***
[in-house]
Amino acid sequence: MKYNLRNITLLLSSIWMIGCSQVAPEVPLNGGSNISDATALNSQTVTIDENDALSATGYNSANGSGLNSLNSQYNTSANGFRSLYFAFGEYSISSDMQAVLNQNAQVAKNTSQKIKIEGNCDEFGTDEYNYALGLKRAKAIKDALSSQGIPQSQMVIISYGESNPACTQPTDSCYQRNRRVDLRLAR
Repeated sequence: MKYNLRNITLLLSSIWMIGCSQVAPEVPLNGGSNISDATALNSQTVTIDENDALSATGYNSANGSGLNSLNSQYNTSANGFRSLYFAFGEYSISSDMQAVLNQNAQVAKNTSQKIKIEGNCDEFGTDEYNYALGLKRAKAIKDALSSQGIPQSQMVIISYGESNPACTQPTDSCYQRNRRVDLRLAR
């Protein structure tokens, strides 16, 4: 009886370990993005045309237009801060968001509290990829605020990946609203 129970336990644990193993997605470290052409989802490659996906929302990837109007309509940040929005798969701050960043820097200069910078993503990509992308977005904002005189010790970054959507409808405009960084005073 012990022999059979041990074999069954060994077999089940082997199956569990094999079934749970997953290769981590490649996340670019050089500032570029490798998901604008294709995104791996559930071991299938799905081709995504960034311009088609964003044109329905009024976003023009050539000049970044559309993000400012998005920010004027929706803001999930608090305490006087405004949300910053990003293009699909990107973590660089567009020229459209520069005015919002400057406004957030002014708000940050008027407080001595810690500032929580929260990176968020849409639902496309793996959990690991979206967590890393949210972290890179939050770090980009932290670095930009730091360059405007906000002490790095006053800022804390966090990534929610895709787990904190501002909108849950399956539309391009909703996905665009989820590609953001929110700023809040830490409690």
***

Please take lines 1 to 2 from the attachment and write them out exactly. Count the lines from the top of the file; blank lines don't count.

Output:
[in-house]
Amino acid sequence: MKYNLRNITLLLSSIWMIGCSQVAPEVPLNGGSNISDATALNSQTVTIDENDALSATGYNSANGSGLNSLNSQYNTSANGFRSLYFAFGEYSISSDMQAVLNQNAQVAKNTSQKIKIEGNCDEFGTDEYNYALGLKRAKAIKDALSSQGIPQSQMVIISYGESNPACTQPTDSCYQRNRRVDLRLAR